• 6 This detailed recital of the efforts of the State to procure the presence of Wilson at the trial demonstrates "due diligence" by any reasonable standard. It is abundantly clear that the State was most anxious to present Wilson's testimony to the jury from the person of Wilson himself and made every effort to do so. We thus find no merit in defendant's contentions to the contrary.

• 7 Defendant's attorney was notified at about 4:35 P.M. on September 11 that Wilson's deposition was to be taken immediately. He arrived at the court house at 5 P.M., interviewed Wilson for 10 minutes and the deposition was taken, during which he did cross-examine Wilson. Defendant here contends that such short notice prevented her attorney from adequate preparation for that cross-examination. There is nothing in the record to indicate precisely what preparation needed to be done, nor to indicate any distinction between counsel's preparedness at the time of taking the deposition, and that which would have obtained at 9:30 the following morning had Wilson appeared and testified. In addition, on July 25, 1972, the State, in response to a request by defendant's attorney, had furnished to him a mass of material. Included was the transcript of Wilson's testimony given at the coroner's inquest, and which contained essentially the same version of the incident as he related in the deposition. Defense counsel had also been furnished with a transcript of Wilson's testimony before the grand jury which was essentially the same as that given on deposition. Defense counsel had also been furnished with a copy of a signed statement given by Wilson to the police in which he essentially related the same version of the incident as he did on deposition. In short, the record demonstrates that defense counsel had as much information as the State did concerning Wilson's knowledge of the case prior to the taking of the deposition, and had about as much forewarning of the fact that the deposition would be taken. Under these circumstances there was no error in the admission of the deposition into evidence and the reading of the deposition to the jury.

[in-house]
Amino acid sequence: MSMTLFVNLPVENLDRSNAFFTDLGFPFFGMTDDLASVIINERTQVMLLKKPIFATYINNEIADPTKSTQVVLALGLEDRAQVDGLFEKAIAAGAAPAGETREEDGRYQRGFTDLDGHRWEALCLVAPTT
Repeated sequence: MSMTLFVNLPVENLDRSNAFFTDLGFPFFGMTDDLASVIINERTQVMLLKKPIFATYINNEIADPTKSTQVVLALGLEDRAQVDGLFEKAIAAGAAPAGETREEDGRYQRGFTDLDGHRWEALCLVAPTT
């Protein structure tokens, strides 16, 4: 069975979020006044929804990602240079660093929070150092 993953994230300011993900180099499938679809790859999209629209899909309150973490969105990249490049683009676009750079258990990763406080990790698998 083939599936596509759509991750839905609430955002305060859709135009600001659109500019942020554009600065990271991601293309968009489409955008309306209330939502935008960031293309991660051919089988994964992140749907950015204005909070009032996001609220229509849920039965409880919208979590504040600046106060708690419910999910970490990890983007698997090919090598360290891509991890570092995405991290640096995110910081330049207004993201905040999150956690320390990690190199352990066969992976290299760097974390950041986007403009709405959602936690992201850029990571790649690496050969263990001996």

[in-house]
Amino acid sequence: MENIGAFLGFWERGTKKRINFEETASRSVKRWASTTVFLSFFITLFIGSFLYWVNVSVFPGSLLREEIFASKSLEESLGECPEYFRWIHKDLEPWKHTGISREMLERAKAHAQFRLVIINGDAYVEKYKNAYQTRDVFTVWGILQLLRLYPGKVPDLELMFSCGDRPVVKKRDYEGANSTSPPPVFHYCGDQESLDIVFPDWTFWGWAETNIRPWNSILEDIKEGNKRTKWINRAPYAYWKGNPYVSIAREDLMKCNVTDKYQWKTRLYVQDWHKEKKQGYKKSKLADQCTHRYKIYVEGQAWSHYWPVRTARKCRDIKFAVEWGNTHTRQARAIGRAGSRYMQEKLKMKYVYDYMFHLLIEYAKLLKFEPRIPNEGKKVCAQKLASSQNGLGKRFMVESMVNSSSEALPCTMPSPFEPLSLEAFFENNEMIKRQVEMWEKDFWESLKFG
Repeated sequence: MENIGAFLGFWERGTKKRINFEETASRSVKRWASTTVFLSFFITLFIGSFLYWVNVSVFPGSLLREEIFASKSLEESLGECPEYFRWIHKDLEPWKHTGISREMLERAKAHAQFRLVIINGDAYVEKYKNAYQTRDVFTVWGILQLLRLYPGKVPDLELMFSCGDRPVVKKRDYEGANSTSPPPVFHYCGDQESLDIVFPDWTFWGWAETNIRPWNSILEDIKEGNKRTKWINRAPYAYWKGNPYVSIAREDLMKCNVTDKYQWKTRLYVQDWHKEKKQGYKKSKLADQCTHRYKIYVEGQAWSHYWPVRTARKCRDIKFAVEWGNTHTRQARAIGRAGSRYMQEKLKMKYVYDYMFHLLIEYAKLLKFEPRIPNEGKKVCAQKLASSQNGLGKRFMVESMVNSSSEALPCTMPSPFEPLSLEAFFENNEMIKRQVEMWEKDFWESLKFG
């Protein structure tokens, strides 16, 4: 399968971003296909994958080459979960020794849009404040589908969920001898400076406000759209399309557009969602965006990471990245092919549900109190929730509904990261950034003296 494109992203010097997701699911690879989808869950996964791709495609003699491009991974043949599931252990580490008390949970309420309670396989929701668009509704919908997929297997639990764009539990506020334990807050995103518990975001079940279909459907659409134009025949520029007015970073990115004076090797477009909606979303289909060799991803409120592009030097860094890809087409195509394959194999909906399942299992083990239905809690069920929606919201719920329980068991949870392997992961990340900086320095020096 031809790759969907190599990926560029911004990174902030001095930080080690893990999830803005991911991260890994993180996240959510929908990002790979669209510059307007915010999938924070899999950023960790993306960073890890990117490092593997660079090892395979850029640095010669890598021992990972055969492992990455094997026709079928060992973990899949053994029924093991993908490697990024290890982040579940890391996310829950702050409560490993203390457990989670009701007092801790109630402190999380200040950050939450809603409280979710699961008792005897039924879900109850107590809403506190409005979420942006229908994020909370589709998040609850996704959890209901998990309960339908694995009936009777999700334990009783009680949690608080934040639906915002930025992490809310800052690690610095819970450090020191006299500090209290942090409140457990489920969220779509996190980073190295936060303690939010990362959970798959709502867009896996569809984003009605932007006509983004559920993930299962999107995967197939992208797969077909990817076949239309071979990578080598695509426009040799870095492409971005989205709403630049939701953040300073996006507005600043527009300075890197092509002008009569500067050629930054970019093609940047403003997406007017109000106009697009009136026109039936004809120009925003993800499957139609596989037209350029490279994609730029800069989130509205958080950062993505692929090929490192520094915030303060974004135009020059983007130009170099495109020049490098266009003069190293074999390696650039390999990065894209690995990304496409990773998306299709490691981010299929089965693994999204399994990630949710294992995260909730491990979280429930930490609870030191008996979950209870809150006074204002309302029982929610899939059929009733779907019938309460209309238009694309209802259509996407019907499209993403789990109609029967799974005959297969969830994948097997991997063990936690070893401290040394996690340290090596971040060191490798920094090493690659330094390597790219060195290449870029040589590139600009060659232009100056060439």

• 8 Defendant also contends that the manner in which the deposition was read to the jury was prejudicial to the defendant. This contention is predicated upon the fact that one assistant State's attorney read the questions and another read the answers. There is no contention that undue emphasis was placed on any question or answer by either. This method of presenting the deposition to the jury was not objected to at the trial, nor was it mentioned in the post-trial motions. There is no error demonstrated, and the point merits no further discussion.

• 9 Lastly, defendant claims that the minimum sentence is excessive and should be reduced. The record indicates that defendant's behavior during her incarceration awaiting trial had been excellent, that she is a licensed practical nurse, and that she had come to the aid of a visitor in the sheriff's office who suffered a heart attack. There was no proof of prior criminal conduct. Here the sentence imposed is within the limits prescribed by the legislature, the defendant stands convicted of the crime of murder, and we cannot say that the penalty imposed constitutes a great departure from the fundamental law and its spirit and purpose, and we therefore decline to disturb the sentence imposed by the trial judge. People v. Taylor, 33 Ill.2d 417, 424, 211 N.E.2d 673.

Judgment affirmed.

GREEN and TRAPP, JJ., concur.

Summaries of

People v. Smith

Appellate Court of Illinois, Fourth District
Apr 3, 1975
325 N.E.2d 623 (Ill. App. Ct. 1975)
Case details for

People v. Smith

Case Details


Court:Appellate Court of Illinois, Fourth District

Date published: Apr 3, 1975


325 N.E.2d 623 (Ill. App. Ct. 1975)
325 N.E.2d 623